When I was thirteen, Ice-T was the baddest dude on the planet, rapping about pushing dope and killing cops. There were no musicians who seemed as hard as him. The guy was scary. Now?
Even as he eases into middle age, Ice-T still seems like someone you wouldn't want to set off, but over the years, he's increasingly become known less as an urban terror and more of a virtual one. These days he's kicking ass and taking names in Call of Duty.
Ice-T started doing video game voice work way back in 2000 with action title Sanity: Aiken's Artifact and followed that up with appearances in Grand Theft Auto: San Andreas in 2004 and Scarface: The World Is Yours in 2006. He's even lending his voice to the upcoming Gears of War 3.
From James Woods to George Clinton, loads of celebrities did voice work in Grand Theft Auto: San Andreas. But when Call Of Duty: Black Ops launched, was James Woods huffing the limited edition bundle?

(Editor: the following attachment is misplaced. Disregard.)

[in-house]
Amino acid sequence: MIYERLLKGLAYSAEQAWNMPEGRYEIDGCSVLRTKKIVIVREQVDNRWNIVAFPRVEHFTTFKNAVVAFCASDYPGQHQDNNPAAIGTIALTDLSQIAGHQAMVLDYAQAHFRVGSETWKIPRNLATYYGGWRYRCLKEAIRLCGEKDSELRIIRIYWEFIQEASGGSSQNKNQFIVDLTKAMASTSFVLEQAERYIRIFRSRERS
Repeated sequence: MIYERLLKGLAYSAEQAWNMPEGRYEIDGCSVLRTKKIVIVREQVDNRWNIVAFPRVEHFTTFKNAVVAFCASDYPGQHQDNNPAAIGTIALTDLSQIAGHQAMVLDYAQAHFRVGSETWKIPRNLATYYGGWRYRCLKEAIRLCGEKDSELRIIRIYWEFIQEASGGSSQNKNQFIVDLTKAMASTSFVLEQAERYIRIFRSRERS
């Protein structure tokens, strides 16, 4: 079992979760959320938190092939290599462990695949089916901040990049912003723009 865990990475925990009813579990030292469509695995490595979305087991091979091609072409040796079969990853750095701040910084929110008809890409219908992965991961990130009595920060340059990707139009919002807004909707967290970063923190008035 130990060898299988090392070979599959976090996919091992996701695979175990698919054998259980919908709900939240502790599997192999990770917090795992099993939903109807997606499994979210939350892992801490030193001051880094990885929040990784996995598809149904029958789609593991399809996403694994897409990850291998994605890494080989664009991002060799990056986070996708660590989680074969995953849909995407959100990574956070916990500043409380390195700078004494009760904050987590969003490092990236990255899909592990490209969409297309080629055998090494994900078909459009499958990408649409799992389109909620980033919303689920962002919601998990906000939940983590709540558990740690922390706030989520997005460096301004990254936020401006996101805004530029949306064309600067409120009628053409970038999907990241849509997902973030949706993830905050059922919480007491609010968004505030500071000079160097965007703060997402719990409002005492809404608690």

Ice-T is, no doubt, a super sharp guy and has always been hard to pigeonhole. He first made his name as a rapper, but then went on to successfully blend hip-hop and metal. He's enjoyed a highly successful acting career in both film and television.
But it was in 2008 that Ice-T the gamer came on our gaming radar with an interview in which he gave his gamertag LORD 187X and said if you see him in Call of Duty, "you gonna die". An appearance on The Jace Hall Show and pics of him with the Call of Duty: Modern Warfare 2 night goggles helped seal his reputation as a serious COD player. And it's not only Call of Duty, Ice-T dispenses his opinion on whatever he's playing, whether it be Fallout New Vegas or Medal Of Honor.
This is the same guy that decades earlier pioneered gangster rap and pissed off police officers, President George Bush, Tipper Gore and even Charlton Heston with his song "Cop Killer"! Now, he's on his way to become a gaming icon, something that would have been unthinkable in the gangsta rap days of 1992. Then video games were still viewed as children's toys and not mainstream adult entertainment. It just goes to show how far gaming has come — and how far Ice-T has come as well. He's no longer rapping about killing cops, he's playing one on TV.